I was fortunate enough to be awarded a scholarship from the NBDA to attend the 2013 National Bike Summit in Washington DC. The National Bike Summit is an annual event in our nation’s capital that brings together a varied bunch of folks from the bicycle industry, from advocates to city employees, shop owners and enthusiasts. There are attendees from every state and a few from Canada. The event has several goals, one of which is to present a unified lobbying effort on Capital Hill. The League of American Bicyclists coordinates this unified effort by choosing a targeted message each year. This year’s theme was “The Business of Bicycling”. As a former board member of an advocacy group, I feel this theme was an excellent one for me personally, advocacy groups all across the country and the bicycle industry as a whole. Why? In the past, I think bicycle advocates have been lumped into a passionate yet tumultuous group oftentimes found spouting off about bicycle rights and narrow minded topics that benefit cyclists alone. It’s always been an “us” vs. “them” issue. I think this year’s summit opened the eyes of many to a new direction for the bicycle advocacy world, and that direction is showing people with factual data, that cycling is GOOD FOR EVERYONE even if you don’t ride a bike. The growing popularity of cycling is good for OUR economy, OUR environment, OUR world. It’s good for combating a growing national obesity problem that drives up EVERYONE’S healthcare costs. It’s good for bringing communities together and transforming ailing small towns into unique travel destinations. It’s good for attracting a new generation to our cities and towns that are increasingly shunning the automobile. You may never ride a bike in your life, but I would venture to say that cycling has positively impacted your life in some way, shape or form.
Several presentations focused on very sophisticated research that showed how many millions of dollars get pumped into a local economy solely by bicycle tourism. The presentations were varied and informative. One covered the economic impact of active transportation in the New Jersey. Another the economic impact of Bike Tourism in Oregon. Another tying mountain biking to conservation and preservation of public lands which we as taxpayers ALL OWN. Indianapolis’ mayor presented a compelling story on how a mission to make his city bicycle friendly brought over $60 million in Federal, state and local funds to his city. There was even a representative from the American Automobile Association that announced a new campaign stating they’re an advocate for all road users be they motorists, cyclists or pedestrians, complete with a video on sharing the road with those who bicycle. The list goes on.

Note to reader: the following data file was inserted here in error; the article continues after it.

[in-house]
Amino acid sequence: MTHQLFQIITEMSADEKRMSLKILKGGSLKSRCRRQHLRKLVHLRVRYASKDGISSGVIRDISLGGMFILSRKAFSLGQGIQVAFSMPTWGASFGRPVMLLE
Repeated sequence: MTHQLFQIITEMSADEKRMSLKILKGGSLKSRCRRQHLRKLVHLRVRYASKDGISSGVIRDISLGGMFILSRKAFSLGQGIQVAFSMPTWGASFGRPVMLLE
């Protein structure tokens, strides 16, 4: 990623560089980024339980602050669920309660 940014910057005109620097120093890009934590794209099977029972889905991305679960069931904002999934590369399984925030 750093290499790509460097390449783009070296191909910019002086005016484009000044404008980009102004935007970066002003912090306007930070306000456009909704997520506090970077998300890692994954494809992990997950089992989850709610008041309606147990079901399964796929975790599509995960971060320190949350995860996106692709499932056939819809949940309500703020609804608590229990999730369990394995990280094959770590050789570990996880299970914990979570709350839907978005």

What’s my point in sharing all this? I think people are finally going to start “getting it”. It will take some time, and it may see some ups and downs, but eventually the us vs. them mentality will diminish and we’ll all realize that you are me, and I am you. Let’s stop thinking of the other as motorists and cyclists and realize that all we really want is to improve our towns, cities and country which we can do simply by supporting the cycling industry and the collective good it brings to everyone. Bicycle advocacy groups and the industry as a whole need to understand and implement this thinking as soon as possible to get things moving in the right direction.
Lastly, let me relay a story as told by Howard Chang, an Ignite presenter at the summit. He described a situation with a motorist that had nearly run several riders in his group off the road. The motorist had stopped further up the road (for reasons unbeknownst) and rather than launching into a tirade, as calmly as he could, Howard simply asked the motorist to think about the fact that his group on bicycles were no different than those in the vehicle, they were brothers, sisters, mothers, fathers, sons, daughters, etc. He said after a moment the motorist began crying and apologized simply saying “I get it”. It sounds mushy but it’s amazing how our choice of vehicle, be it bicycle or automobile so easily isolates us from the fact that we’re no different from the other and often spins us 180 degrees into that dangerous “us” vs “them” mentality.